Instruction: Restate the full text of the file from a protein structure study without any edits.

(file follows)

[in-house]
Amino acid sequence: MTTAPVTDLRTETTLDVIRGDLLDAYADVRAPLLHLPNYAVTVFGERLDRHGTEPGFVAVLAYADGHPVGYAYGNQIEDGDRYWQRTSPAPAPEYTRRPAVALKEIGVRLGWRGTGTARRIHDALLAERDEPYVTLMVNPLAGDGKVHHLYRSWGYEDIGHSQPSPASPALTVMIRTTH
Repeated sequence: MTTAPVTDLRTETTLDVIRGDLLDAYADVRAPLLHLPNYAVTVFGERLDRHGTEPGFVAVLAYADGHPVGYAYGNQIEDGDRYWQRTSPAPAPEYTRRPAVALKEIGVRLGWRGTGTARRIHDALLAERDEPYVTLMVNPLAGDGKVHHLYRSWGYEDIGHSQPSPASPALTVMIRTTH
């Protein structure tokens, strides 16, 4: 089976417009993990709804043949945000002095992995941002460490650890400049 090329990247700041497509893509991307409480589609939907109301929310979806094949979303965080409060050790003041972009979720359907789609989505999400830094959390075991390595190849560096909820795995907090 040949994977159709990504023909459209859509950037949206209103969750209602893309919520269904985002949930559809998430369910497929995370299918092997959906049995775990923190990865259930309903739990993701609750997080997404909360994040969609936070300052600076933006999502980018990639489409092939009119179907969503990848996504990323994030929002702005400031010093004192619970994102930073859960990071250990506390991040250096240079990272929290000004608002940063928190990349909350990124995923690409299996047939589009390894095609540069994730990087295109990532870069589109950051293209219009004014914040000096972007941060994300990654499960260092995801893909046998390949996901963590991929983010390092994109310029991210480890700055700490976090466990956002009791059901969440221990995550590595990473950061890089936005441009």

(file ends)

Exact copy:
[in-house]
Amino acid sequence: MTTAPVTDLRTETTLDVIRGDLLDAYADVRAPLLHLPNYAVTVFGERLDRHGTEPGFVAVLAYADGHPVGYAYGNQIEDGDRYWQRTSPAPAPEYTRRPAVALKEIGVRLGWRGTGTARRIHDALLAERDEPYVTLMVNPLAGDGKVHHLYRSWGYEDIGHSQPSPASPALTVMIRTTH
Repeated sequence: MTTAPVTDLRTETTLDVIRGDLLDAYADVRAPLLHLPNYAVTVFGERLDRHGTEPGFVAVLAYADGHPVGYAYGNQIEDGDRYWQRTSPAPAPEYTRRPAVALKEIGVRLGWRGTGTARRIHDALLAERDEPYVTLMVNPLAGDGKVHHLYRSWGYEDIGHSQPSPASPALTVMIRTTH
């Protein structure tokens, strides 16, 4: 089976417009993990709804043949945000002095992995941002460490650890400049 090329990247700041497509893509991307409480589609939907109301929310979806094949979303965080409060050790003041972009979720359907789609989505999400830094959390075991390595190849560096909820795995907090 040949994977159709990504023909459209859509950037949206209103969750209602893309919520269904985002949930559809998430369910497929995370299918092997959906049995775990923190990865259930309903739990993701609750997080997404909360994040969609936070300052600076933006999502980018990639489409092939009119179907969503990848996504990323994030929002702005400031010093004192619970994102930073859960990071250990506390991040250096240079990272929290000004608002940063928190990349909350990124995923690409299996047939589009390894095609540069994730990087295109990532870069589109950051293209219009004014914040000096972007941060994300990654499960260092995801893909046998390949996901963590991929983010390092994109310029991210480890700055700490976090466990956002009791059901969440221990995550590595990473950061890089936005441009």